The 2015 Legislative Session in New York came to a close in the wee hours of June 26. Among the bills introduced this session was S-4049/A-0257 amending the New York Insurance Law with respect to unfair claims settlement practices. Specifically, the bill, if enacted, would have established “a civil private cause of action by a policyholder who has suffered unfair claim settlement practices by an insurer.” Current law allows policy holders with these grievances against their insurers to file a complaint with the New York Department of Financial Services (NYDFS).
The bill outlines ten instances in which an insured could bring a claim. They include without limitation:
- Failure to provide the policy holder with accurate information concerning policy provisions relating to the coverage at issue; or
- Failure to effectuate, in good faith, a prompt, fair and equitable settlement of a claim submitted by such policy holder in which the liability of such insurer to such policy holder was reasonably clear; or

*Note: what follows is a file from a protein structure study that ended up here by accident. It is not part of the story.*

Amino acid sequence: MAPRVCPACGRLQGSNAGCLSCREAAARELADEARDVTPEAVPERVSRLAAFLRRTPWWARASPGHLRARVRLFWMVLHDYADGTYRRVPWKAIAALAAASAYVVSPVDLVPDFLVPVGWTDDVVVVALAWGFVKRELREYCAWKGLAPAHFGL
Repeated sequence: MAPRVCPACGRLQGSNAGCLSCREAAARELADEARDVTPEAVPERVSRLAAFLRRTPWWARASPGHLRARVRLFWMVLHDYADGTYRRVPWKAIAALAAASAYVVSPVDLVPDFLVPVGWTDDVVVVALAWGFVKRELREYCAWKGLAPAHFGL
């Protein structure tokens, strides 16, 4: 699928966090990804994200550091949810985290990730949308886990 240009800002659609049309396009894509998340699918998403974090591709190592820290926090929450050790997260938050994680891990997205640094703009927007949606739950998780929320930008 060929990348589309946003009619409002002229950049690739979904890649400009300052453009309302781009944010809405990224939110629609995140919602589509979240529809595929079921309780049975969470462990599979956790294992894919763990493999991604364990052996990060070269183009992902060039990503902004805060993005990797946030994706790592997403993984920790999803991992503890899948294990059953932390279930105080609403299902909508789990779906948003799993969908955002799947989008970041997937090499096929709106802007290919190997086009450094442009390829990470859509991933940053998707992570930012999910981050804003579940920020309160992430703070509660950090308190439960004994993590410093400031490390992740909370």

- Failure to provide a written denial of a policy holder’s claim with a full and complete explanation of such denial, including references to specific policy provisions wherever possible.
There is concern that the if the bill was enacted, higher insurance premiums would result to counter the increase in litigation costs. There is also some concern that the bill does not sufficiently differentiate between first and third party claims and could create confusion within the court system.
This bill was one of many that were being considered in the final hours of the 2015 legislative session. However, the chances of it being considered were slim given the ambitious agenda by Governor Andrew Cuomo who worked with legislative leaders on legislation including rent control rules in New York City and tax and education legislation.
No votes were taken on this bill in either the Assembly or Senate, though it is expected to be reconsidered in the next legislative session in January 2016. However, the regulatory setting could be vastly different by that point. One noticeable difference is that New York will have a new Superintendent of Financial Services, as current Superintendent Benjamin Lawsky resigned in June 2015. It is unknown whether the new NYDFS Superintendent would push such a measure in the 2016 legislature.